Notes for Greg Crane “Classics and the Computer: An End of the History”

Key concepts: .

Related theorists: Foucault.

Classicists are ideally positioned to inform texts and technology theories.

(46) Classicists have for thousands of years been developing lexica, encyclopedias, commentaries, critical editions, and other elements of scholarly infrastructure that are best suited to an electronic environment. Classicists have placed great emphasis on systematic knowledge management and engineering. . . . While many of us compare the impact of print and of new electronic media, classicists can see the impact of both revolutions upon the 2,500-year history of their field.
(46-47) A Foucauldian scholar might compare the shift from a few very specialized projects and extremely expensive hardware to the ubiquitous e-mail viewers, web browsers, word processing systems, bibliographic database systems, etc., to the shift from the spectacle of the sovereign to the diffused microphysics of modern power.
(47) For classicists to make successful use of information technology, they must insinuate themselves within larger groups, making allies of other disciplines and sharing infrastructure.
(47) Even in the best of futures, where classicists customize general tools and share a rich infrastructure with larger disciplines, classicists will have to struggle mightily for their voices to be heard so that emerging systems and standard meet their needs. This chapter seeks to explain why classicists needed to create this separate history in the past and to ground current trends in a larger historical context.

Cincinnati 1983: Retrospectives and Prospectives

C program written under Unix in 1983 still usable for searching Greek and other languages: can I use it to search for and present my favorite quotes or are particular data structures implied that vary between 1983 then and now question mark operation running in real time with my software and all the rest PHI.

(48) The benefits which my colleagues and I placed on standards have, to some extent, proven themselves: the 10,000 lines of source code, written in the C programming language under Unix, which provided an efficient searching environment for Greek and other languages, still compiles and can run on any Unix system (including Linux and OS X).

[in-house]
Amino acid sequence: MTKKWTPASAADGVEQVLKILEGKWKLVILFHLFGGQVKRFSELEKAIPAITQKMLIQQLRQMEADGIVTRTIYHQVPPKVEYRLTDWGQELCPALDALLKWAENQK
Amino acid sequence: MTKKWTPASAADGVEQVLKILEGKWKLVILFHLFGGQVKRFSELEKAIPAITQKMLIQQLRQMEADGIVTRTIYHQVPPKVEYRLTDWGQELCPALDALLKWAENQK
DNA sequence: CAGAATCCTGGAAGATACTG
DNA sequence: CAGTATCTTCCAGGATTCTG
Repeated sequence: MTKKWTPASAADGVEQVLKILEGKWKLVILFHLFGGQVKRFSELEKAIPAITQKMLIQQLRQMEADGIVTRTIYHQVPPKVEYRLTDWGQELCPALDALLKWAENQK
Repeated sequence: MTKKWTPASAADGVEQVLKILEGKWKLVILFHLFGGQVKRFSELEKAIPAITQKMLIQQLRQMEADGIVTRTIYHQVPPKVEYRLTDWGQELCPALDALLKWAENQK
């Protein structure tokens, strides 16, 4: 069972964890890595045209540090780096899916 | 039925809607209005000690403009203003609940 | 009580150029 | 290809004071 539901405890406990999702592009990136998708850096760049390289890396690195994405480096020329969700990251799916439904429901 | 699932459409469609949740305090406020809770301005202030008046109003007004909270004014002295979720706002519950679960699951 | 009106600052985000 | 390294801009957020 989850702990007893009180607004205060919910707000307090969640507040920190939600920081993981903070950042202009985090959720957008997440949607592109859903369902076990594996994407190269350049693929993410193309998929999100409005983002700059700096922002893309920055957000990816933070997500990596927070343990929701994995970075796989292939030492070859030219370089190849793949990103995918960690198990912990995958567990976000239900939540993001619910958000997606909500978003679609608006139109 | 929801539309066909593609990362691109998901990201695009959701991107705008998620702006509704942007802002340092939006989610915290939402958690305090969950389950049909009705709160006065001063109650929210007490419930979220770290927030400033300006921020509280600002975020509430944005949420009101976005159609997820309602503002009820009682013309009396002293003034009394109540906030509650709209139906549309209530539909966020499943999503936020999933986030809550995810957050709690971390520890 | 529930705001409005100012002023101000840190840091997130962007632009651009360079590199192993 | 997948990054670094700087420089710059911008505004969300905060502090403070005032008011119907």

I call them ideological constants, the stable source texts from antiquity around which ephemeral technologies can emerge and dissolve; contrast to traditional conception of rhizome.

(49) He [David Packard] observed that software and systems were ephemeral but that primary sources such as well structured, cleanly entered source texts were objects of enduring value.

Moments of democratic rationalization by academic technologists; need to leverage FOSS technologies.

(50) The academic technology specialists in higher education surely devote at least 1 percent of their time to the humanities, but the staggering disparity in support – government and private – for science, technology, and medicine means that the humanities are trapped at the margins of decision making. . . . We must be proactive and influence the shape of information technology as early as possible, tirelessly exploring common ground with larger disciplines and taking responsibility for pointing out where our challenges do, in fact, overlap with those of our colleagues from beyond the humanities.

Computer power and storage

Likewise theorists dive directly into OOP rather than thinking about how hardware constrained the questions that could be asked.

(51) Machines have grown so fast and inexpensive that it is perhaps difficult for most of us to imagine the extent to which hardware constrained the way we designed systems and thus the questions that we could pursue.

Greek display